It also reminds me of my trip to Super Perros. Right across the road from Super Perros was this brother's shop. Now I don’t know where in the cycle of development he is, but my instincts tell me that even when Super Perros has opened a new branch in Jacksonville, he will still be on the corner selling "authentic" Jamaican food. This is what we expect. For if he were to get any bigger, open a great place, then he would have "sold out." His place wouldn't be "roots." The owner and his patrons are locked in a vicious cycle of low expectations.
The same can be said of the arts. Many Jamaicans complained about Steven Segal’s Marked for Death and the caricatures that were supposed to be Jamaican. And they were right. But that’s all the American writers knew about Jamaicans: —“weed smoking, arrogant, war-like, sex-loving, t’ree job holding Jamaican!” But a more serious argument should be asked of those who complain, when was the last time you bought a book by a Jamaican/Caribbean writer? Some Hollywood movies are made when the book rights are first bought and then the movie is made. The optioning of a book is based on the popularity of the book, which is reflected in sales and the writer’s ability to get more money on his/her next book deal. Are we keeping our writers in a cycle of low expectations? In other words, one way that we can begin to probably see movies about ourselves is to buy books by our writers (hint, hint, wink, wink, nudge, nudge, look to your left--you know what I mean?)
We also continue to hold on to dangerous ideas such as “the starving artist.” It's a disservice. An artist will create whether s/he is well-fed or starving. Putting aside technical aspects that can be taught, the greatness of an artist is a matter of his/her perspective that can usually be copied, but can never be taken away. It’s permanently embedded in his/her DNA. Whether they choose to manifest the gift is another question. But you have to believe the gift is worth the time to develop the necessary skills.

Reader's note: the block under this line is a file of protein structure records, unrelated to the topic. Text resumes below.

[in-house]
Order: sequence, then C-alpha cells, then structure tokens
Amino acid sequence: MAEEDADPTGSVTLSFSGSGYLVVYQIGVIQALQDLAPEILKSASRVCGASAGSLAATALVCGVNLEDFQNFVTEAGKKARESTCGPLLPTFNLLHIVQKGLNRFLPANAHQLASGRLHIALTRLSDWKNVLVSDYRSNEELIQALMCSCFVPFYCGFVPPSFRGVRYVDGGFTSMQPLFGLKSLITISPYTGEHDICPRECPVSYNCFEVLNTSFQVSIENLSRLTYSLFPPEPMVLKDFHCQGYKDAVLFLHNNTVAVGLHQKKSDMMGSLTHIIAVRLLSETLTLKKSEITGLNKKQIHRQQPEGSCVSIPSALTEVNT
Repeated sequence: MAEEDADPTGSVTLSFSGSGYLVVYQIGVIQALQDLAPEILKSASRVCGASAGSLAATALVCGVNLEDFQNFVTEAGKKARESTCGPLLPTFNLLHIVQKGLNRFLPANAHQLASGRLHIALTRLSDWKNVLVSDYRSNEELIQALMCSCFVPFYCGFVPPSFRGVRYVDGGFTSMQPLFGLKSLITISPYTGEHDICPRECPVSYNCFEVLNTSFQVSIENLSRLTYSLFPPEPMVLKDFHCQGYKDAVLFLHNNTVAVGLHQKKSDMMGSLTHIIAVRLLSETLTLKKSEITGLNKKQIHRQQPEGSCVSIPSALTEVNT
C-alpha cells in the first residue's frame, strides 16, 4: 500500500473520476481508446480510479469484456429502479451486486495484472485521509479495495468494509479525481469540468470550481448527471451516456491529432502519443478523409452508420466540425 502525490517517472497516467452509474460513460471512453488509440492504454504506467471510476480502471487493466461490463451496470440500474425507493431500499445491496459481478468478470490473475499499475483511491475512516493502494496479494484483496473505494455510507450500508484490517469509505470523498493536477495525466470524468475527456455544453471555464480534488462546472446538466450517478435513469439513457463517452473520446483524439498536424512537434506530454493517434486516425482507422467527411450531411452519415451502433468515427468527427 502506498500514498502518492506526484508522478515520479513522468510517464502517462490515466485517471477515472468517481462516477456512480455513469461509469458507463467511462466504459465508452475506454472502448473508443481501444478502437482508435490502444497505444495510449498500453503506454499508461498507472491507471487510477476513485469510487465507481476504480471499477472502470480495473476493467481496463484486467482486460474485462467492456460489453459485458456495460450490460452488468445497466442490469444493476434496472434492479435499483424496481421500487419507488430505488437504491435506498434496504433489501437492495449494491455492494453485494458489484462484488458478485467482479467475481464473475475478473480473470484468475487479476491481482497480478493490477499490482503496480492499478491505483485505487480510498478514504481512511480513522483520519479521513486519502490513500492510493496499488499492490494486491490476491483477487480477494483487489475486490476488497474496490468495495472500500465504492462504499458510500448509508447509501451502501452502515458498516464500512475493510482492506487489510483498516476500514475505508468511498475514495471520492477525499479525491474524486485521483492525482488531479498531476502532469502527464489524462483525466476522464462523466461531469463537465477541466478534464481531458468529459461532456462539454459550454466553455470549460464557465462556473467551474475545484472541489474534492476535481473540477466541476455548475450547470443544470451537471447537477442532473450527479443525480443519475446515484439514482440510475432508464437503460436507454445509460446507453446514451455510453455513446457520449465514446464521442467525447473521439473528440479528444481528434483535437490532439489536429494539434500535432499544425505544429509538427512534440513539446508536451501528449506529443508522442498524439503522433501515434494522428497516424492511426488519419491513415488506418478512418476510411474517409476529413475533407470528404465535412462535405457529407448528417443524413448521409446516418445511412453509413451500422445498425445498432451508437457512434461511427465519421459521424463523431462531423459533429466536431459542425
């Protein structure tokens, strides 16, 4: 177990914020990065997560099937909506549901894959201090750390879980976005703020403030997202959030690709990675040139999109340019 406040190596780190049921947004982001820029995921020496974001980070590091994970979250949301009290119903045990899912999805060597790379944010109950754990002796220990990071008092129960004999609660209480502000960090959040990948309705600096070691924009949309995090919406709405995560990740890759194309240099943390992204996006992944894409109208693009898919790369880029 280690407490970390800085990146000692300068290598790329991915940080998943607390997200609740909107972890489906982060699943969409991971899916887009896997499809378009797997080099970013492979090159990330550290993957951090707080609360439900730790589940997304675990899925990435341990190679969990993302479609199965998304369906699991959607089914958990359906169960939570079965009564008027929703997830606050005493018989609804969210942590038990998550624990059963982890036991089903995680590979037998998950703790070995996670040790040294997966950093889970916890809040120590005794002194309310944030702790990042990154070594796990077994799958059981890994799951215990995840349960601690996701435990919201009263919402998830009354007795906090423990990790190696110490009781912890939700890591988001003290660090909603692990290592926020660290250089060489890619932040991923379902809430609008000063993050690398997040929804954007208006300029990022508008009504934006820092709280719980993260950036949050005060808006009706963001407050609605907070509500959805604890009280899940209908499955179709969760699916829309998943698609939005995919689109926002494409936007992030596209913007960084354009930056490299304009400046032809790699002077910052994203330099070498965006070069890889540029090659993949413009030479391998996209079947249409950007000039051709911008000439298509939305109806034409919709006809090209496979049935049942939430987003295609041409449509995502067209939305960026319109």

Do we have the skills? Listening to our politicians, you'd think that we didn't have anything that the world wanted and they keep warning us about the "threat of globalization." Gobalization is only a threat if you don't have a talent nor an identity and then you stand at the mercy of the bullies of the world.
If you have something that the world wants and you believe in that product, then you gain the world. The problem is too often that we don't have the faith to build and when we do build, we build half-heartedly, and in hope of making a quick sale, we devalue what we have so that we can retire early and live large, never realizing that the value lies in the work itself. If you disbeileve me, look what's happened with Reggae and you'll realize what I'm talking about. We once had a music that was driven by the heart and that only Jamaicans could play or if a musician wanted to learn how to play reggae, he had to come to Jamaica to be schooled by the old musicians at Studio One.
But then we did all kinds of things to the music and we called it Reggae and now it can be played on a computer. I have nothing against computers, but the original reggae sound was a soul/ heart sound that was as authentic as a Jamaican accent--no matter how hard you try, you can't fake it. You're either a yardie, or you have to spend a whole heap a time a yard before you can sound like a yardie. Now we are giving up on that too.
The great thing about life is that as long as you are reasonably healthy, there is always hope. We can dig deep into ourselves again and find something that the world wants. It may even be right under our nose. Something like eco-tourism in the Cockpit Country --a place like nowhere else in the world. And there are many artists all around us. Don't let any of the living artists become another Amos & Andy. Those actors did what they did in that time because they did not have the power/money to produce their own material. With the advances in technology that I've seen (one of my friends, George Gabb, has recently been involved in the production of an interesting movie, The 7Swords), the means are present. The call has been made. What will be the response?
Tags: we media globalization culture technology